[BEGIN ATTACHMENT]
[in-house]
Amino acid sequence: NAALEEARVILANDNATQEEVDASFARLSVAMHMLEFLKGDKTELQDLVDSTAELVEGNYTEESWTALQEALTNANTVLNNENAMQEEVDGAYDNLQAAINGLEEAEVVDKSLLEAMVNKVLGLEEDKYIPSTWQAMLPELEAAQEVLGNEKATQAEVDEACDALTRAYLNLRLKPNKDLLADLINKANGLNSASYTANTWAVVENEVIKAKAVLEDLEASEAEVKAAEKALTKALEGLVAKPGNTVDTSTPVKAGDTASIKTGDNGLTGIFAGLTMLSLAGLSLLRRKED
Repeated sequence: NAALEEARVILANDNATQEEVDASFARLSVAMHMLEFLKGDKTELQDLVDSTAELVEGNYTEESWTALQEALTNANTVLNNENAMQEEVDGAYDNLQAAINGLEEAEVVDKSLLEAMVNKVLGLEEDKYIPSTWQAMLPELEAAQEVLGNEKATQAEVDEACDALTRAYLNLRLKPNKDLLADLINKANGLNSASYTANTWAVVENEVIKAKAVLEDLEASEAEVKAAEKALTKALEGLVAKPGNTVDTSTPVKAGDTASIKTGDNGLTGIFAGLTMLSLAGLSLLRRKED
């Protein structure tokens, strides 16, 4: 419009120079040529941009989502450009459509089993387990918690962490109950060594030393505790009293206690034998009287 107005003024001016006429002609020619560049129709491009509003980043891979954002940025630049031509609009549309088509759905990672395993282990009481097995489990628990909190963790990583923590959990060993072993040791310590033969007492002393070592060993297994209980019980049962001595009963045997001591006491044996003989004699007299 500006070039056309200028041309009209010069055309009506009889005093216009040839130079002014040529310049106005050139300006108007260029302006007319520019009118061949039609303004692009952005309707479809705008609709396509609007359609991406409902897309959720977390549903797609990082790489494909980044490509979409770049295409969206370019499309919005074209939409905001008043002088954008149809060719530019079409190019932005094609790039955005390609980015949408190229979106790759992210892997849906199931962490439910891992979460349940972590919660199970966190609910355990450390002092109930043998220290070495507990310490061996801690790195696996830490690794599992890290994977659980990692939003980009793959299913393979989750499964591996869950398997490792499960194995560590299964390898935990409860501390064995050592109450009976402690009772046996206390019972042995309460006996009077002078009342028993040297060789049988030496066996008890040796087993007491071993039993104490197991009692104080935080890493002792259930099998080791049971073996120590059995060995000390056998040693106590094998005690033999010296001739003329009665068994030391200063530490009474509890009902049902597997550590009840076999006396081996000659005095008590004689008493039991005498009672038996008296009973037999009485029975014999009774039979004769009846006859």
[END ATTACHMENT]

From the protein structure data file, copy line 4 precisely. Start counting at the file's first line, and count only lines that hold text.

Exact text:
């Protein structure tokens, strides 16, 4: 419009120079040529941009989502450009459509089993387990918690962490109950060594030393505790009293206690034998009287 107005003024001016006429002609020619560049129709491009509003980043891979954002940025630049031509609009549309088509759905990672395993282990009481097995489990628990909190963790990583923590959990060993072993040791310590033969007492002393070592060993297994209980019980049962001595009963045997001591006491044996003989004699007299 500006070039056309200028041309009209010069055309009506009889005093216009040839130079002014040529310049106005050139300006108007260029302006007319520019009118061949039609303004692009952005309707479809705008609709396509609007359609991406409902897309959720977390549903797609990082790489494909980044490509979409770049295409969206370019499309919005074209939409905001008043002088954008149809060719530019079409190019932005094609790039955005390609980015949408190229979106790759992210892997849906199931962490439910891992979460349940972590919660199970966190609910355990450390002092109930043998220290070495507990310490061996801690790195696996830490690794599992890290994977659980990692939003980009793959299913393979989750499964591996869950398997490792499960194995560590299964390898935990409860501390064995050592109450009976402690009772046996206390019972042995309460006996009077002078009342028993040297060789049988030496066996008890040796087993007491071993039993104490197991009692104080935080890493002792259930099998080791049971073996120590059995060995000390056998040693106590094998005690033999010296001739003329009665068994030391200063530490009474509890009902049902597997550590009840076999006396081996000659005095008590004689008493039991005498009672038996008296009973037999009485029975014999009774039979004769009846006859």